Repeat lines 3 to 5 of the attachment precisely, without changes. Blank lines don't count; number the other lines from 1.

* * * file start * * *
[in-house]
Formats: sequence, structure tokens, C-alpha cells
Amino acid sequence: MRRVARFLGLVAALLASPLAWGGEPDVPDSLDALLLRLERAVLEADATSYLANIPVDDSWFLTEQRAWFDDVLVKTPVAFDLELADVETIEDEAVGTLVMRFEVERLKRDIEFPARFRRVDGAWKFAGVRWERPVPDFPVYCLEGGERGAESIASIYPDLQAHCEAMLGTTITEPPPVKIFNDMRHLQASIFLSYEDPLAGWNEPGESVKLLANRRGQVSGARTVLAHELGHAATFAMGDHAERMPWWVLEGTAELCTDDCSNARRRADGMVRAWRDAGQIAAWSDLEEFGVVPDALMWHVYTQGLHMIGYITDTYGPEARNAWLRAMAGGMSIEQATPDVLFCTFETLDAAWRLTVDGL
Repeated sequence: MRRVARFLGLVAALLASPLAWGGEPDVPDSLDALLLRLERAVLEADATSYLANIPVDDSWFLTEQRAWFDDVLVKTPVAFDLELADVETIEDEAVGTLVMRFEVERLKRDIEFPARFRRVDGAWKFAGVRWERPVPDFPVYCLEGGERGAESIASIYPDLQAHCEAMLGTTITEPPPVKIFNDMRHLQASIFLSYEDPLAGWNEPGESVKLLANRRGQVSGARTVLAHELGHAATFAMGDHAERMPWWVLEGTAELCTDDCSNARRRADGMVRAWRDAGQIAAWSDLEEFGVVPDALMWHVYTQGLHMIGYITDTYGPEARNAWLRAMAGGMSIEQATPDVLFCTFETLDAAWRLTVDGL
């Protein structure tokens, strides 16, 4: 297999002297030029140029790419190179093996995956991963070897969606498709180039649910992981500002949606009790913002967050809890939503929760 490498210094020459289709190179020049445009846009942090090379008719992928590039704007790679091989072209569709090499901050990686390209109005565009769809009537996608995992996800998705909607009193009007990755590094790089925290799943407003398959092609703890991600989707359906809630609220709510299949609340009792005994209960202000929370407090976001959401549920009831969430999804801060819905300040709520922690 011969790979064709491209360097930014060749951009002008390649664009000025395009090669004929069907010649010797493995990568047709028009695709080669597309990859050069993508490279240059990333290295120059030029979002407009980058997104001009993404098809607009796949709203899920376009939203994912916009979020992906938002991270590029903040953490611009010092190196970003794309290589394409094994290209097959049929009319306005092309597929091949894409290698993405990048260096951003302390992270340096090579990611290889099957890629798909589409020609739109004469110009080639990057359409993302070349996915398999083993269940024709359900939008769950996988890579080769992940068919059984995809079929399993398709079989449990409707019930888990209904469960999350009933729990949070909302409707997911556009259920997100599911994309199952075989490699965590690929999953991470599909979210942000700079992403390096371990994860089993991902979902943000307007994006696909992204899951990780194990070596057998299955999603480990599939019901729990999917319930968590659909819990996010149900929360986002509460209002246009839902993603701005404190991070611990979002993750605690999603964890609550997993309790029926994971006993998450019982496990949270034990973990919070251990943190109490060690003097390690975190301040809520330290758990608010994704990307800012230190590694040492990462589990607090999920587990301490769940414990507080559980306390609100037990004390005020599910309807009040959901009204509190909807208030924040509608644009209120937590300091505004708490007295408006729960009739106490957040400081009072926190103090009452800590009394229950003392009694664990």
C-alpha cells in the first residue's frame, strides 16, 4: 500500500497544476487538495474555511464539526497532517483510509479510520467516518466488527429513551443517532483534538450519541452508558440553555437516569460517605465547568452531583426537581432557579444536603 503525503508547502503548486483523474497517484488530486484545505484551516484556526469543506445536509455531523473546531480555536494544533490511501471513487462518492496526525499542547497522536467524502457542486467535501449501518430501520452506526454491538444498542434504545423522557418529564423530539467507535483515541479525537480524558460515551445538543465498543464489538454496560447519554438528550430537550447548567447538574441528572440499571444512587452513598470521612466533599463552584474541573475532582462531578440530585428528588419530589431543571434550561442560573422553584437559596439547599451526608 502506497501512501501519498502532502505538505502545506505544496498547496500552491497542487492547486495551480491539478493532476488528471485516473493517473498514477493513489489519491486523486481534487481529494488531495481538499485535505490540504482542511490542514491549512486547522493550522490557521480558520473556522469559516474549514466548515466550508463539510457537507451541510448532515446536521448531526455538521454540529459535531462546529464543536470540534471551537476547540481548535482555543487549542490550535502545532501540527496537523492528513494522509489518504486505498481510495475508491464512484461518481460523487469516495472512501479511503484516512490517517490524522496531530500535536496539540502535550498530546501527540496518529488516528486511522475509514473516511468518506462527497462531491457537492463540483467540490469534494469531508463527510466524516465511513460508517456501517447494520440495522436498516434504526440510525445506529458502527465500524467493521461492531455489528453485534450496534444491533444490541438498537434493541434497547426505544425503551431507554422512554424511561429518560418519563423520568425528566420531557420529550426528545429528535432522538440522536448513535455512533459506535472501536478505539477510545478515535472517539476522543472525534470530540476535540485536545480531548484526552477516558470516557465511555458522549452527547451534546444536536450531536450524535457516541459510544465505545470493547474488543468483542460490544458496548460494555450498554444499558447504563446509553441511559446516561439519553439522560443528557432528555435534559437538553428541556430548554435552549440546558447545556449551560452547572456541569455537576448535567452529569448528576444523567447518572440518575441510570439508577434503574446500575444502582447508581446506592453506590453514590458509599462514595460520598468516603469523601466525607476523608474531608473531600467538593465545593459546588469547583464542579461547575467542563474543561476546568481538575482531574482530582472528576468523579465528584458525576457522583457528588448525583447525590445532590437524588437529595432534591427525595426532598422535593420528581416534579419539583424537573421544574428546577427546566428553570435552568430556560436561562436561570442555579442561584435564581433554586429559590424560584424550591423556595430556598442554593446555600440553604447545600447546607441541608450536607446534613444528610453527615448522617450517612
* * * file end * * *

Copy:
Amino acid sequence: MRRVARFLGLVAALLASPLAWGGEPDVPDSLDALLLRLERAVLEADATSYLANIPVDDSWFLTEQRAWFDDVLVKTPVAFDLELADVETIEDEAVGTLVMRFEVERLKRDIEFPARFRRVDGAWKFAGVRWERPVPDFPVYCLEGGERGAESIASIYPDLQAHCEAMLGTTITEPPPVKIFNDMRHLQASIFLSYEDPLAGWNEPGESVKLLANRRGQVSGARTVLAHELGHAATFAMGDHAERMPWWVLEGTAELCTDDCSNARRRADGMVRAWRDAGQIAAWSDLEEFGVVPDALMWHVYTQGLHMIGYITDTYGPEARNAWLRAMAGGMSIEQATPDVLFCTFETLDAAWRLTVDGL
Repeated sequence: MRRVARFLGLVAALLASPLAWGGEPDVPDSLDALLLRLERAVLEADATSYLANIPVDDSWFLTEQRAWFDDVLVKTPVAFDLELADVETIEDEAVGTLVMRFEVERLKRDIEFPARFRRVDGAWKFAGVRWERPVPDFPVYCLEGGERGAESIASIYPDLQAHCEAMLGTTITEPPPVKIFNDMRHLQASIFLSYEDPLAGWNEPGESVKLLANRRGQVSGARTVLAHELGHAATFAMGDHAERMPWWVLEGTAELCTDDCSNARRRADGMVRAWRDAGQIAAWSDLEEFGVVPDALMWHVYTQGLHMIGYITDTYGPEARNAWLRAMAGGMSIEQATPDVLFCTFETLDAAWRLTVDGL
């Protein structure tokens, strides 16, 4: 297999002297030029140029790419190179093996995956991963070897969606498709180039649910992981500002949606009790913002967050809890939503929760 490498210094020459289709190179020049445009846009942090090379008719992928590039704007790679091989072209569709090499901050990686390209109005565009769809009537996608995992996800998705909607009193009007990755590094790089925290799943407003398959092609703890991600989707359906809630609220709510299949609340009792005994209960202000929370407090976001959401549920009831969430999804801060819905300040709520922690 011969790979064709491209360097930014060749951009002008390649664009000025395009090669004929069907010649010797493995990568047709028009695709080669597309990859050069993508490279240059990333290295120059030029979002407009980058997104001009993404098809607009796949709203899920376009939203994912916009979020992906938002991270590029903040953490611009010092190196970003794309290589394409094994290209097959049929009319306005092309597929091949894409290698993405990048260096951003302390992270340096090579990611290889099957890629798909589409020609739109004469110009080639990057359409993302070349996915398999083993269940024709359900939008769950996988890579080769992940068919059984995809079929399993398709079989449990409707019930888990209904469960999350009933729990949070909302409707997911556009259920997100599911994309199952075989490699965590690929999953991470599909979210942000700079992403390096371990994860089993991902979902943000307007994006696909992204899951990780194990070596057998299955999603480990599939019901729990999917319930968590659909819990996010149900929360986002509460209002246009839902993603701005404190991070611990979002993750605690999603964890609550997993309790029926994971006993998450019982496990949270034990973990919070251990943190109490060690003097390690975190301040809520330290758990608010994704990307800012230190590694040492990462589990607090999920587990301490769940414990507080559980306390609100037990004390005020599910309807009040959901009204509190909807208030924040509608644009209120937590300091505004708490007295408006729960009739106490957040400081009072926190103090009452800590009394229950003392009694664990």